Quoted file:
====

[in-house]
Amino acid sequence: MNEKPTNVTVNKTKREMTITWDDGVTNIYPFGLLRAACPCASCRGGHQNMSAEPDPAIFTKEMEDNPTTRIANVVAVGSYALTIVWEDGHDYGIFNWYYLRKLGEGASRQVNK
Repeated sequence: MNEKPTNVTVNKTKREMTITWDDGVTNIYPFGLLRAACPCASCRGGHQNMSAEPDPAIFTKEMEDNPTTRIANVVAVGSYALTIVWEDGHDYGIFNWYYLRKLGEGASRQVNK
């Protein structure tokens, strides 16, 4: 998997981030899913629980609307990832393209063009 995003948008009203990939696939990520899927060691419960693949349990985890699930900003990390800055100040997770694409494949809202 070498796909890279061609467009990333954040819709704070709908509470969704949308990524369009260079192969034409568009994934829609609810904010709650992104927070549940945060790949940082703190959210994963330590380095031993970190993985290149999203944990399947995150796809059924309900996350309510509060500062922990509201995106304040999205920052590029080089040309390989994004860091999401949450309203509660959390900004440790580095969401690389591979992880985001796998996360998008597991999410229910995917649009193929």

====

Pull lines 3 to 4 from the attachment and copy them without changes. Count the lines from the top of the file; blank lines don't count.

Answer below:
Repeated sequence: MNEKPTNVTVNKTKREMTITWDDGVTNIYPFGLLRAACPCASCRGGHQNMSAEPDPAIFTKEMEDNPTTRIANVVAVGSYALTIVWEDGHDYGIFNWYYLRKLGEGASRQVNK
């Protein structure tokens, strides 16, 4: 998997981030899913629980609307990832393209063009 995003948008009203990939696939990520899927060691419960693949349990985890699930900003990390800055100040997770694409494949809202 070498796909890279061609467009990333954040819709704070709908509470969704949308990524369009260079192969034409568009994934829609609810904010709650992104927070549940945060790949940082703190959210994963330590380095031993970190993985290149999203944990399947995150796809059924309900996350309510509060500062922990509201995106304040999205920052590029080089040309390989994004860091999401949450309203509660959390900004440790580095969401690389591979992880985001796998996360998008597991999410229910995917649009193929």